When MUG BOOKS are presented, they should always be referred to in front of the witness as a "collection of photographs", never implying any specific grouping by type of crime. One should also make sure that the photos are in pretty much the same format so that no one photo unduly stands out, all are reasonably contemporary and alike. Specific mug book procedures also include: telling the witness that the person who committed the crime may or may not be in the book; suggesting the witness think back to the event and his/her frame of mind at the time; and assuring the witness that the case will still be investigated even no one can be identified from the mug book. Most importantly, the procedure requires that the witness state, in his/her own words, how certain they are of any identification. The whole procedure should be documented or videorecorded. If an identification is made, a written statement should be recorded and then reviewed by the witness for an opportunity to change, add, emphasize, or de-emphasize anything.
When COMPOSITES, artist renderings, or computer sketchings are used, it should be remembered that, by law, they may not rise to the level of probable cause. Think of composites as a way to develop leads. The first consideration is how well the witness has the ability to describe the perpetrator. It's very important that the witness not be shown any photographs before helping develop the composite. Composites should be done in a more distraction-free environment than mug books.
SHOWUPS AND LINEUPS
When circumstances require the prompt display of a single suspect to a witness, this is called a showup, or field identification. The procedure requires an investigator to have a good description of the perpetrator beforehand. Then, witnesses one at a time are taken to where a held suspect is located (not in detention, just being held, as in a show of authority stop). Each witness is cautioned that the person they are looking at may or may not be the perpetrator. There should be documentation of the outcome, in the witness's own words, as to how certain he/she is.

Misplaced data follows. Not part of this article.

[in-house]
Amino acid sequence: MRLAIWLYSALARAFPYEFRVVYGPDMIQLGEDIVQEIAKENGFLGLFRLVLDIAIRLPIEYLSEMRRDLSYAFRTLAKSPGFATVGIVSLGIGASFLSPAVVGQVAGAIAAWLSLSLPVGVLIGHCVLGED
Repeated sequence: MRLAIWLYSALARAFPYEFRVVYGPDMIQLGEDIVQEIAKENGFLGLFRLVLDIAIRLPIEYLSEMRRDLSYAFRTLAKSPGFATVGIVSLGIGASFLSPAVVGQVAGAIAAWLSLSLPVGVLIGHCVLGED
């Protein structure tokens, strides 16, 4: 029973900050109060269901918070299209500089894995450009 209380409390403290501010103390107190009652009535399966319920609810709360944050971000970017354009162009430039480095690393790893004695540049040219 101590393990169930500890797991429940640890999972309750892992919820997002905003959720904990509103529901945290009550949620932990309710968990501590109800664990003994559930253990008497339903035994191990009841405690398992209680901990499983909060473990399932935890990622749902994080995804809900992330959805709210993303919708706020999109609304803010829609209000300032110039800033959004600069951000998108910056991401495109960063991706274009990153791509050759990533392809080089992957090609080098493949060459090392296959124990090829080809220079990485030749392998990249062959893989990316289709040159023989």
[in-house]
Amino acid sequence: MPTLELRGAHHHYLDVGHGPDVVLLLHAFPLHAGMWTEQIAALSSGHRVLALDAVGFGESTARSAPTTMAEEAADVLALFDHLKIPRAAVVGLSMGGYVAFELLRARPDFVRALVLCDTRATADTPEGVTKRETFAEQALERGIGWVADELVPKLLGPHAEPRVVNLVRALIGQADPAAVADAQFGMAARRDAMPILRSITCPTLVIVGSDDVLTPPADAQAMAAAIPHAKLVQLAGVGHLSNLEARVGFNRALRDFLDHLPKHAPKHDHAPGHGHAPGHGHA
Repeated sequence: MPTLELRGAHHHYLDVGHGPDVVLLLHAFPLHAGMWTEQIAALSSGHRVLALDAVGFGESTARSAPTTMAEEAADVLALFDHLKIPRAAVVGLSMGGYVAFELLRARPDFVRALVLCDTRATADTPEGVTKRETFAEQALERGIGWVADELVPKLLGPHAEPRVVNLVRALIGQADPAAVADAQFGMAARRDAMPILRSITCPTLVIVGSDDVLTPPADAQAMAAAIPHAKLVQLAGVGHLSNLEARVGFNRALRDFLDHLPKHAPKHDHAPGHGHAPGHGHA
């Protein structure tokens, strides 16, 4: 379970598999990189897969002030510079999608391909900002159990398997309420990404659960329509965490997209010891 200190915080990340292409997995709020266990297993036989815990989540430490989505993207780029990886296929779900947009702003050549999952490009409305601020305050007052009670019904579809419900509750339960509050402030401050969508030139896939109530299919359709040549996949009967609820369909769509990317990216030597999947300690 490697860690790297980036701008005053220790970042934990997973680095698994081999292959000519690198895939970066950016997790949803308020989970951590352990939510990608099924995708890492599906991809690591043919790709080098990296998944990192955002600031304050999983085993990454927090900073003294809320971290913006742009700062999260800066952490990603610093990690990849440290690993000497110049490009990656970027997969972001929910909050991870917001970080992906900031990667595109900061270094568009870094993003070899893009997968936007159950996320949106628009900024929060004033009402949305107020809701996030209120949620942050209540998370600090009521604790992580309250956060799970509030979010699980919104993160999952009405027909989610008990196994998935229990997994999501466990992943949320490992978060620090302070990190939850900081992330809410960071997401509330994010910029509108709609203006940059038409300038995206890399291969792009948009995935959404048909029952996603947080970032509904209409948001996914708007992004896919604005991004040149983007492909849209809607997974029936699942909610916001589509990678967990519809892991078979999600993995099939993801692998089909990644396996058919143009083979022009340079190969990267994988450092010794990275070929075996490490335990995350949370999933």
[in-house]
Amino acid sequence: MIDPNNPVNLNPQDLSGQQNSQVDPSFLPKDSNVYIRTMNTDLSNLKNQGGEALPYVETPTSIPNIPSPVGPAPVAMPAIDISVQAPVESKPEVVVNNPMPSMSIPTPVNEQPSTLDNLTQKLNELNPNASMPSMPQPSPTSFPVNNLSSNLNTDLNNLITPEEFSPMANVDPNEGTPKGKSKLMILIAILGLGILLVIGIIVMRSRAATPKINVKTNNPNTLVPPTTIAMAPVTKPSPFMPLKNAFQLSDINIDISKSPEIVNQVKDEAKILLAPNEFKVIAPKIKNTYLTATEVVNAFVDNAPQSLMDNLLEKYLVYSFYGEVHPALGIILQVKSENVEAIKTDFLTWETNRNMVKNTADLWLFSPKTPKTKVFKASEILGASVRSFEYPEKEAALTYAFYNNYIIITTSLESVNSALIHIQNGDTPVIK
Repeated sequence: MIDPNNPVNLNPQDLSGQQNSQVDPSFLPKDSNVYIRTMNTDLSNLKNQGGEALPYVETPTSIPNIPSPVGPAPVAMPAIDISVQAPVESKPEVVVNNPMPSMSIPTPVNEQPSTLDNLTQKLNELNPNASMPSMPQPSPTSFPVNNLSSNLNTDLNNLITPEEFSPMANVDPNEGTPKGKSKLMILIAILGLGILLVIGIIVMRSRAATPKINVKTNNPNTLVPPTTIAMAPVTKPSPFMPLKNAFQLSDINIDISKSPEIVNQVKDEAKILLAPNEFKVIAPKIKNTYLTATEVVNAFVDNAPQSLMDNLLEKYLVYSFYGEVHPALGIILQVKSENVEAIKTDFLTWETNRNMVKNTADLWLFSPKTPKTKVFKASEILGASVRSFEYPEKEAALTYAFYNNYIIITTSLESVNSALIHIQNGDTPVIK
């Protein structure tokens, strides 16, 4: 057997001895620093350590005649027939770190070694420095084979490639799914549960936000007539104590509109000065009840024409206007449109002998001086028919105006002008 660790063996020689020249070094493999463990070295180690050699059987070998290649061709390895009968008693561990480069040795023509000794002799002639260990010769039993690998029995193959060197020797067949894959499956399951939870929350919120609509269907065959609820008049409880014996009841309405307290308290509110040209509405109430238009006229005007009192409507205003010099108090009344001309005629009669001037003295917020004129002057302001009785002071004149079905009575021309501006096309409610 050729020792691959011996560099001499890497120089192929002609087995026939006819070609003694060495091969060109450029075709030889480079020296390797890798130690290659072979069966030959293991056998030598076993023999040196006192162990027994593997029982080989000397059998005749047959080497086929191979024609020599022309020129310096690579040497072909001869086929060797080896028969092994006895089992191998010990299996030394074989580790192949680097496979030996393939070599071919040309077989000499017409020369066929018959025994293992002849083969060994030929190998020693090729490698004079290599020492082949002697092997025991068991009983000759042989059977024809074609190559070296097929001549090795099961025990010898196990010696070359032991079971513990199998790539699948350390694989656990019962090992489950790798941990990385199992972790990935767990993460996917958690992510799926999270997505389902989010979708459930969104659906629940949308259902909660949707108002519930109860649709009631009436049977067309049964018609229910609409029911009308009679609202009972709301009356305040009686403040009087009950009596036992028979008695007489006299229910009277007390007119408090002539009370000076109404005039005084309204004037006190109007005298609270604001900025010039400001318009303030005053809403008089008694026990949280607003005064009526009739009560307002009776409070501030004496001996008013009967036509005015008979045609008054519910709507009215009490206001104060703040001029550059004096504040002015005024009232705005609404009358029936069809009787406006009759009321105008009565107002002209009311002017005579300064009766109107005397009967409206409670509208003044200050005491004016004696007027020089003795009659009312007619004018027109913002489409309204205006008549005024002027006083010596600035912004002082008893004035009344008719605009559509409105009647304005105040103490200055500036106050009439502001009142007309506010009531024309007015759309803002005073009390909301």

Lineups must include only one suspect and a minimum of 4-5 fillers (nonsuspects), and photographic arrays require 5 or more fillers. Complete uniformity of features is not required, and the investigator should avoid using fillers who so closely match the suspect to make it difficult. A consistent appearance should exist, however, between all persons in the lineup with respect to unusual features; e.g. scars, tattoos. The suspect should be positioned randomly. Use different fillers with new suspects shown to the same witness. Make sure the suspect does not unduly stand out.
Lineups require the witness be told that it is just as important to clear innocent persons as to identify guilty parties. They should also be told that the perpetrator may or may not be in the lineup; that police will continue to investigate even if no identification is made; and that procedure requires the witness, in their own words, to state how certain they are. If time has passed between the event and the lineup, police may inform the witness that the suspect may not appear exactly as they did on the date of the incident because head and facial hair are subject to change. Documentation of lineups should be done by photo or video. Afterwards, the witness should be discouraged from talking to the media.
Eyewitness Identification Recommended Procedures
How The System Works
Pretrial Release FAQ
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Wells, G., M. Small, S. Penrod, R. Malpass, S. Fulero & C. Brimacombe. (1998). Eyewitness Identification Procedure Recommendations. Law and Human Behavior 22: 603-24.
Last updated: Aug 18, 2010
Not an official webpage of APSU, copyright restrictions apply, see Megalinks in Criminal Justice
O'Connor, T. (Date of Last Update at bottom of page). In Part of web cited (Windows name for file at top of browser), MegaLinks in Criminal Justice. Retrieved from http://www.drtomoconnor.com/rest of URL accessed on today's date.